“Out of respect for the families, the company is not releasing names at this time.”

A state spokesperson also advised this morning that Office of Mine Safety & Licensing (OMSL) is not releasing names and suggested contacting the medical examiner’s (ME) office; an administrative person at the ME’s office did not immediately return a message.  No official fatality list has appeared on MSHA’s helpful single-source page to date, and an email to the MSHA press office about this has not been answered.

Journalists apparently have been left to piece the fatality list together by combing through obituaries and Facebook pages and by seeking out family members, neighbors and others in the community.  While I respect the wish of accident victims’ families for privacy, I find the apparent official secrecy at this stage somewhat troubling.  It is a week since the explosion and almost three days since family members, sadly, knew the worst.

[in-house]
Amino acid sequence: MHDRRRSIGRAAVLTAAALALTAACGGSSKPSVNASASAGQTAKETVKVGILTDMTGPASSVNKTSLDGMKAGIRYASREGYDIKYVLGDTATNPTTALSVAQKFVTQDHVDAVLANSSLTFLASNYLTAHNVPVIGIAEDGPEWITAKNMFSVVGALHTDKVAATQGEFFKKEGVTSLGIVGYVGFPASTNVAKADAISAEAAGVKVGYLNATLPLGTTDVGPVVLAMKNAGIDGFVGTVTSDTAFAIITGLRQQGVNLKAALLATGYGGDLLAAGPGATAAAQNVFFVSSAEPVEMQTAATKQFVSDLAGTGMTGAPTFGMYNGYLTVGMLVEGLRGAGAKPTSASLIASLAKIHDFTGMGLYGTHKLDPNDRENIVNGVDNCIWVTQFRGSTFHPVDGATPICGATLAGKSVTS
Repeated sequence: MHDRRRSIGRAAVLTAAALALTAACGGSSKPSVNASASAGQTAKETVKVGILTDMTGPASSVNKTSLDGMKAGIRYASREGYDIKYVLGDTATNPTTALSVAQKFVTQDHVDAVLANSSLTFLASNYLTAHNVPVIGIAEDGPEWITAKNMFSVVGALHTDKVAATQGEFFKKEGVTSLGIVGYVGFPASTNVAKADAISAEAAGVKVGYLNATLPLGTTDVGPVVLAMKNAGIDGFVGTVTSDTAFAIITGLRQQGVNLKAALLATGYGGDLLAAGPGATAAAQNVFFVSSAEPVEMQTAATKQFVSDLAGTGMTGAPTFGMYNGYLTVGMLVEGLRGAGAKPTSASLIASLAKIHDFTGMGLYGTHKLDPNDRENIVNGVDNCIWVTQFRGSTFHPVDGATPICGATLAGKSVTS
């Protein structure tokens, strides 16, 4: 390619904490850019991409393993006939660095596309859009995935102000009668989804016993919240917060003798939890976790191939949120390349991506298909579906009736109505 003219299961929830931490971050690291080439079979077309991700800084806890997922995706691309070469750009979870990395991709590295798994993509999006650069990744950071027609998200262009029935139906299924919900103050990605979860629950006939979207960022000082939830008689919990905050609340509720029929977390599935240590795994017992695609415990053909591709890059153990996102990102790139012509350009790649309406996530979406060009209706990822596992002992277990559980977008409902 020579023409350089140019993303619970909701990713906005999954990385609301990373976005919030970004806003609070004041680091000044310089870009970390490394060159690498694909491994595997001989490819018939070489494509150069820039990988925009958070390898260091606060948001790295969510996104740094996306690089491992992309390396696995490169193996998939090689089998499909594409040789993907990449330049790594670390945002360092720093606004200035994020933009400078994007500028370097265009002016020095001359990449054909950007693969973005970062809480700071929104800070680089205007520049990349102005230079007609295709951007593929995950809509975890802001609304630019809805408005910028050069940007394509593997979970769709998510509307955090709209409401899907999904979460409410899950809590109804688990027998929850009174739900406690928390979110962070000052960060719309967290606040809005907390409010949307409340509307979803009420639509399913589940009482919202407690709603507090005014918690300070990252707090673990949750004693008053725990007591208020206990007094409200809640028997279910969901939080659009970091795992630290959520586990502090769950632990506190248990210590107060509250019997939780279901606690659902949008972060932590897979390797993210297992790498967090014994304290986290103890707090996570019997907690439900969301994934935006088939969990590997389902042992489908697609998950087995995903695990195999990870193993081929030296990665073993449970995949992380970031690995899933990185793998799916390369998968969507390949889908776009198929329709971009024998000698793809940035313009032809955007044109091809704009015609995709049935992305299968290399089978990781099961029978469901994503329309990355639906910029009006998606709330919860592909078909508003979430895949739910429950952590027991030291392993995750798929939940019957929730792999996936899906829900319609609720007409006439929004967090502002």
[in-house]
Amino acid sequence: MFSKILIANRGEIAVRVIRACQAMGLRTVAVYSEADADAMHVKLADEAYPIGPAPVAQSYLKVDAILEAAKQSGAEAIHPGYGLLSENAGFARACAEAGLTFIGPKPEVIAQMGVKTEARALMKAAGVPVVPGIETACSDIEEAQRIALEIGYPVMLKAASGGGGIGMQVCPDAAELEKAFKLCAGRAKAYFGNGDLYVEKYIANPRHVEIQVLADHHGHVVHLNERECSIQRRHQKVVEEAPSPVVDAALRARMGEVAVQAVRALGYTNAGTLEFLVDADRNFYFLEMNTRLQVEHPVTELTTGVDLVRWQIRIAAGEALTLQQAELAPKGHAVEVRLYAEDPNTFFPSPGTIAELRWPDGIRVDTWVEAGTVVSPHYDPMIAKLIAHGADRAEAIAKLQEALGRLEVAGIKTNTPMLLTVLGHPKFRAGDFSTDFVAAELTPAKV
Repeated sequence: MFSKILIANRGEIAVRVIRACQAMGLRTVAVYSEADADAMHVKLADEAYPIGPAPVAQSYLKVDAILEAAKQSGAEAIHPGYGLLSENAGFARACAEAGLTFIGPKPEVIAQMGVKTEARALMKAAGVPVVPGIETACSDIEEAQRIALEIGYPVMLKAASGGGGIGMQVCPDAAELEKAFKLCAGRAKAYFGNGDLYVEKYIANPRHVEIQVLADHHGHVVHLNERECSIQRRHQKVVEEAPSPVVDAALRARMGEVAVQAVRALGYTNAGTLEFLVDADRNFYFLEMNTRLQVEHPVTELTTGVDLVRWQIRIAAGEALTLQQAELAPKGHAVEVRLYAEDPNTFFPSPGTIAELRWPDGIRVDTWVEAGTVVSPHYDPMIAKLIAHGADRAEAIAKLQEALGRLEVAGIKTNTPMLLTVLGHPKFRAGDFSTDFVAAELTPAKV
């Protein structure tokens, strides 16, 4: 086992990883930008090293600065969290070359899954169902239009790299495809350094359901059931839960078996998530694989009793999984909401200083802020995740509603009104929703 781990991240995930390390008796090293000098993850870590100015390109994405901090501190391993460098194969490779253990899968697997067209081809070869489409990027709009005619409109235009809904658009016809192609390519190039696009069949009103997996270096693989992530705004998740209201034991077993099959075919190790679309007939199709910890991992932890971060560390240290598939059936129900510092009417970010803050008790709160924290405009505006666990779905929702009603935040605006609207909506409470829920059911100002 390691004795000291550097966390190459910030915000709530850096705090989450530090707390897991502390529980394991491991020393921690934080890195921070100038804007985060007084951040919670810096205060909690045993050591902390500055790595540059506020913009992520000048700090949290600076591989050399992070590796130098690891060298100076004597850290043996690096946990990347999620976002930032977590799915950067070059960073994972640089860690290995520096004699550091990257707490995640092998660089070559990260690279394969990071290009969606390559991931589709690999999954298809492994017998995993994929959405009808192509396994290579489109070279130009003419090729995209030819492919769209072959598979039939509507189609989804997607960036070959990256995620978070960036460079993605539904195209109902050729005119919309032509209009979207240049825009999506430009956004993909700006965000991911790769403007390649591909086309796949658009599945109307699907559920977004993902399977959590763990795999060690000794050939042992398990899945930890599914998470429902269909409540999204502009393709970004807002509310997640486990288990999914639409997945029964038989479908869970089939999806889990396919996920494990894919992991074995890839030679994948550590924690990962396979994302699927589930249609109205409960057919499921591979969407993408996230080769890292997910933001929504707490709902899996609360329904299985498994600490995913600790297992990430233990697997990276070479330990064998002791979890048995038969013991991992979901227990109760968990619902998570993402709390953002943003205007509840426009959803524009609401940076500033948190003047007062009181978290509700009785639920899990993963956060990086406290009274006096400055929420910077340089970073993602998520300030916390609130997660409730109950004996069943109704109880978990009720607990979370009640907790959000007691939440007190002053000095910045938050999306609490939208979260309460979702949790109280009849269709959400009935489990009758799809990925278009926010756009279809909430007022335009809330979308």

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By Ken Ward Jr., cross-posted from Coal Tattoo

Sometime this morning, investigators from state and federal agencies are expected to gather at the Mine Safety and Health Academy outside Beckley to begin planning their probe of the explosion one week ago that killed 29 coal miners at a Massey Energy mine in Raleigh County, W.Va.

Investigators will start examining maps and mine files. They’ll divvy up tasks and chart a course for how to get started on a massive and enormously complex investigation that could take many months.

But there are a few things they won’t do …

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by Kathy Snyder, cross-posted from MineSafetyWatch

All of our hearts are so full this morning with the sad news that the last four missing miners were found dead. In all, 29 miners have died from the explosion.  It is the worst coal mining accident in some 40 years. (The Finley No. 15 & 16 explosion near Hyden, Ky., with 38 dead, was in December 1970. That is so long ago…I was only 18 and don’t even remember anything in the news about it.  In the metal mining sector, the Sunshine silver mine fire claimed 91 lives as recently as 1972.)